Neither you nor I want to be one of their "oopsies". If you didn't make it, or it didn't come from a well known factory, don't risk it in your gun.
-=[ Grant ]=-
Someone sent me this link to a tale of a Ruger Redhawk whose barrel had parted company from the frame. It's an old story; not this particular occurrence, but the problem in general.
Seems that a certain Canadian manufacturer of simulated munitions now has some competition. I've always disliked the existing company's elitist insistence on only selling to police and military buyers, and Speer, the maker of the new product, looks to change that. Their new product, Force On Force, will be sold not just to the public sector but to "professional instructors" as well. They've even got portable enclosed shoothouses available! Cool stuff from a solid, responsible AMERICAN company. (Thanks to Fear & Loading for the tip!)
DPMS was apparently the prime sponsor for a match called the "Tri-Gun Challenge", which was recently cancelled. What's interesting isn't the match, but rather why it isn't going to happen this year. The range on which it was to be held was slapped with an order prohibiting the firing of handguns on the property. When the range/club was founded 30 years ago, they allowed all kinds of guns to be shot. In 1995 they were issued a conditional use permit for a trap and rifle range, and their neighbors apparently are alleging that the shooting of handguns violates that permit!
This is hardly unusual. My wife and I belonged to a gun club a few years back, a club which had been in existence since 1952. The conditional use permit under which we operated stated that no camping was allowed. Once a year, however, the Boy Scouts used the club facilities for a two day shooting party, with a sleepover the intervening night. The kids camped out in the classroom, but a couple of the den mothers brought camping trailers (for obvious reasons.) One particularly nosy neighbor, a recent transplant from another state, spotted the trailers and notified the county. We were hit with a similar order for violating the CUP.
People with an irrational fear of guns will always find a way to cause problems. Don't believe for an instant that because we won in the Supreme Court, the gun prohibitionists have been defeated.
-=[ Grant ]=-
Friday, May 19, 2006 Filed in: Revolvers, Gunsmithing, Current Events
Many people have been following the situation with the North Carolina Dep't of Corrections and their self-destructing S&W revolvers. If you haven't, here's a link to the story.
These pictures of one such occurrence have been floating around the net:
I've been exchanging emails with C.E. "Ed" Harris, who many will remember from his days as the head of Q.C. at Ruger - when they experienced a similar problem. Here's what he had to say:
"Old problem rearing its ugly head again, not really a new problem. A troublesome sporadic one when people forget about good shop practices and get sloppy.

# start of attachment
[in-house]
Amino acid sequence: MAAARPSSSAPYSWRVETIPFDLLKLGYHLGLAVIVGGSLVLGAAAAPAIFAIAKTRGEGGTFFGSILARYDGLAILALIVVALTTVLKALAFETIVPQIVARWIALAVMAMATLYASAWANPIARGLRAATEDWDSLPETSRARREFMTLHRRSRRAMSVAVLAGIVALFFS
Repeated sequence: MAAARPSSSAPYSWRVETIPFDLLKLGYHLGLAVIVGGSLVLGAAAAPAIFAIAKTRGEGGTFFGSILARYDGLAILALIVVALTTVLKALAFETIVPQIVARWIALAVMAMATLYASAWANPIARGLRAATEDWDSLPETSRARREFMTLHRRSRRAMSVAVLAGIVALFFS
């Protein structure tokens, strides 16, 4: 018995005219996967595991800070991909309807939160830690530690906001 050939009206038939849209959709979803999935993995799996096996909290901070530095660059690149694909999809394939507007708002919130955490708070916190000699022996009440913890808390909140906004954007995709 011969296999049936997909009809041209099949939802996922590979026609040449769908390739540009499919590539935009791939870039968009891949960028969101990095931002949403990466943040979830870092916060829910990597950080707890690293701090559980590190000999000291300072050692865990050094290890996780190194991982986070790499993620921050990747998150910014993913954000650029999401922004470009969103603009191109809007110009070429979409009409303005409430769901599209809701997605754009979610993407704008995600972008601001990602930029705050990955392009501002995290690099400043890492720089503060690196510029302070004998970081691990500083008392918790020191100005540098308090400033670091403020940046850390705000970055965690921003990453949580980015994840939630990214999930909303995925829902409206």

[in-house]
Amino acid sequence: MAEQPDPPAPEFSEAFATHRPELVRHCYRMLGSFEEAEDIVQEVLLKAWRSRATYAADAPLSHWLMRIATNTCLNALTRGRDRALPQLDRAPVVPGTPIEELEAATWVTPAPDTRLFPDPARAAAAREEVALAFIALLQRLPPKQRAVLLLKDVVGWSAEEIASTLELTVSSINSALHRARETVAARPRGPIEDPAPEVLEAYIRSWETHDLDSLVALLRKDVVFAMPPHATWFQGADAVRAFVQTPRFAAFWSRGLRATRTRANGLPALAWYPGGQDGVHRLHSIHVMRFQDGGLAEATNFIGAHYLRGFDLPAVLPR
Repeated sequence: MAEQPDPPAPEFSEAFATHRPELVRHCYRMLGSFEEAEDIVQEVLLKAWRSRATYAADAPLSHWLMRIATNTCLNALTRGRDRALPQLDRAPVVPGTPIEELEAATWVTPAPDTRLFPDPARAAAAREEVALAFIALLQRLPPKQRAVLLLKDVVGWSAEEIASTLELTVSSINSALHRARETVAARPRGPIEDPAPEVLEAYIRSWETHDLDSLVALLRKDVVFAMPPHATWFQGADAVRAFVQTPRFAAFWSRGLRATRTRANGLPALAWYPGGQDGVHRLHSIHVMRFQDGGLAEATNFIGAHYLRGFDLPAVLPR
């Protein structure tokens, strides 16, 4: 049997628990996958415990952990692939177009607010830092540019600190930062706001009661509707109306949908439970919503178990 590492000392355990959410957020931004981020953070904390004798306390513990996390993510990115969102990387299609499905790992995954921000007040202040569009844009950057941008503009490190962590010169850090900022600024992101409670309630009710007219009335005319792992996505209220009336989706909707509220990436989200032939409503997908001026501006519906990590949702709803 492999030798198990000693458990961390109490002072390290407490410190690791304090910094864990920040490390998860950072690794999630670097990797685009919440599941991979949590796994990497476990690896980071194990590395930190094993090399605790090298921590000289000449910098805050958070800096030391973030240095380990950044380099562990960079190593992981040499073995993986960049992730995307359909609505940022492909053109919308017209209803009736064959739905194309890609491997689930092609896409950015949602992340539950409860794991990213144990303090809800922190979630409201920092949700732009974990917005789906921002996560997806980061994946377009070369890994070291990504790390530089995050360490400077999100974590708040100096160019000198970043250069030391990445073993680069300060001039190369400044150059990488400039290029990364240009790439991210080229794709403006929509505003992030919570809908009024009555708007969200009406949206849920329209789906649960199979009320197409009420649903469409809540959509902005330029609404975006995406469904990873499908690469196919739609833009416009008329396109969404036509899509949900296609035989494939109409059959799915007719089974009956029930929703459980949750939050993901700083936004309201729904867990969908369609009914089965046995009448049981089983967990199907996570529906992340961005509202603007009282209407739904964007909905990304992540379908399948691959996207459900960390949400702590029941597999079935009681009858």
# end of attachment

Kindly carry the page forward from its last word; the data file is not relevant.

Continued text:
Stress corrosion cracking is generally caused by contamination by solvents or cutting fluids too high in chlorides. Over-torquing barrels barrels creates a stress rise at the root of the thread which makes the problem worse. Microscopic examination of the failed barrels would be obvious to a competent
engineer, especially familiar to those with aerospace or nuclear power systems experience.
Ruger had a short run of this back in the 1980s when they first starting making stainless magnums. I saw a few dozen guns come back when I worked there. All were traced to one guy on night shift who was over-torquing barrels on Redhawks which didn't quite line up, instead of taking a pass off the front of the frame on a Blanchard grinder as he should have done. He also used a wrong, slippery high sulphur thread lubricant intended for chrome-moly instead of the anti-seize compound used with SS.
This condition is aggravated by tight fit of barrel threads, such as when using a class 3A, combined with high stress, high temperature, and high barrel torque. Ruger fixed their problem by changing to a looser 2A fit on the barrel threads and assembling barrels to the frames using a Loctite product to cement them solidly while reducing stress on the threads and positively preventing any seepage of cleaning solvents into the barrel threads after they left the factory."
If true, this wouldn't be the first time S&W has over-torqued a barrel: the Model 442 Airweight Centennials, particularly in nickel finish, are somewhat notorious for frame cracks under the barrel. A phone conversation with a S&W representative confirmed to me that the cracked frames were caused by barrels that had been screwed in "too tightly."
However, there's always the possibility of user error, such as the use of certain products that contain chlorine compounds (brand name removed for obvious reasons):
"Use of [lubricants containing chlorine compounds] "could" do it, as could any number of other cleaners, especially if used with an ultrasonic which enhances thread penetration."
There are certain "miracle" gun lubricant products out there that contain chlorine compounds, and have become popular amongst the more "martial" crowd. In addition, ultrasonic cleaners have been very popular at many police agencies over the last decade or so.
Well, I got an email from one of the employees at the agency, and he claims that they use Hoppes bore cleaner, and that they do not have an ultrasonic!
So we're back to the first possibility. Given Ed's expertise, I suspect that his analysis is the correct one.
-=[ Grant ]=-